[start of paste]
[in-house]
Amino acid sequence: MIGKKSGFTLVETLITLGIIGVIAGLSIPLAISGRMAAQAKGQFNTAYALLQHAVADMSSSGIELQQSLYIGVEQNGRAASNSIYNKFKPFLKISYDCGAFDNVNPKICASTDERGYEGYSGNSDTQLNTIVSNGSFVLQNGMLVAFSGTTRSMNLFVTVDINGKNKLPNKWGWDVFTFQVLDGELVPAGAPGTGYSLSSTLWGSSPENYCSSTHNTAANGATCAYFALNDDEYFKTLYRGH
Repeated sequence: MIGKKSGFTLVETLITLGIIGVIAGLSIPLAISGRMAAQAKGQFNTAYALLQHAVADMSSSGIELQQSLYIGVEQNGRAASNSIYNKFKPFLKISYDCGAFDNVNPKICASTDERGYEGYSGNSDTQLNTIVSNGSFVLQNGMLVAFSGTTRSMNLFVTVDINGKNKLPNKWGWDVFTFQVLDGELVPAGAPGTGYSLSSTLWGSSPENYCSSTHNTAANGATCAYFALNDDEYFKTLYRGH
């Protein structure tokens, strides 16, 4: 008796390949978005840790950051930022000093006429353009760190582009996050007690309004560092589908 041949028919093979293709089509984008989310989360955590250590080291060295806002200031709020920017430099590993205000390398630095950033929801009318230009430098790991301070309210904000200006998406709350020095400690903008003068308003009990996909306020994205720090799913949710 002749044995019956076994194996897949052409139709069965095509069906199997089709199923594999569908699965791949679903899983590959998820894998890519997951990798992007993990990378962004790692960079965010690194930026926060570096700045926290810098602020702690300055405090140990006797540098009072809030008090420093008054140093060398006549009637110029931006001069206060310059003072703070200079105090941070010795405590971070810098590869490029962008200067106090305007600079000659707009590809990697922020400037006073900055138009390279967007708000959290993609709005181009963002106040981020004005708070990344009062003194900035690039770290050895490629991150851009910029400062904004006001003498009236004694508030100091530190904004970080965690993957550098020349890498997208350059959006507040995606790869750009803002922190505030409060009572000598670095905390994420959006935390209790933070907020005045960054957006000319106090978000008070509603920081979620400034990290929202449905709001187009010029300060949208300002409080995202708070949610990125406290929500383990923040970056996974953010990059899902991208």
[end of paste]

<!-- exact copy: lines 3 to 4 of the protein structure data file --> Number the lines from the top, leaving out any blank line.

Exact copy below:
Repeated sequence: MIGKKSGFTLVETLITLGIIGVIAGLSIPLAISGRMAAQAKGQFNTAYALLQHAVADMSSSGIELQQSLYIGVEQNGRAASNSIYNKFKPFLKISYDCGAFDNVNPKICASTDERGYEGYSGNSDTQLNTIVSNGSFVLQNGMLVAFSGTTRSMNLFVTVDINGKNKLPNKWGWDVFTFQVLDGELVPAGAPGTGYSLSSTLWGSSPENYCSSTHNTAANGATCAYFALNDDEYFKTLYRGH
């Protein structure tokens, strides 16, 4: 008796390949978005840790950051930022000093006429353009760190582009996050007690309004560092589908 041949028919093979293709089509984008989310989360955590250590080291060295806002200031709020920017430099590993205000390398630095950033929801009318230009430098790991301070309210904000200006998406709350020095400690903008003068308003009990996909306020994205720090799913949710 002749044995019956076994194996897949052409139709069965095509069906199997089709199923594999569908699965791949679903899983590959998820894998890519997951990798992007993990990378962004790692960079965010690194930026926060570096700045926290810098602020702690300055405090140990006797540098009072809030008090420093008054140093060398006549009637110029931006001069206060310059003072703070200079105090941070010795405590971070810098590869490029962008200067106090305007600079000659707009590809990697922020400037006073900055138009390279967007708000959290993609709005181009963002106040981020004005708070990344009062003194900035690039770290050895490629991150851009910029400062904004006001003498009236004694508030100091530190904004970080965690993957550098020349890498997208350059959006507040995606790869750009803002922190505030409060009572000598670095905390994420959006935390209790933070907020005045960054957006000319106090978000008070509603920081979620400034990290929202449905709001187009010029300060949208300002409080995202708070949610990125406290929500383990923040970056996974953010990059899902991208």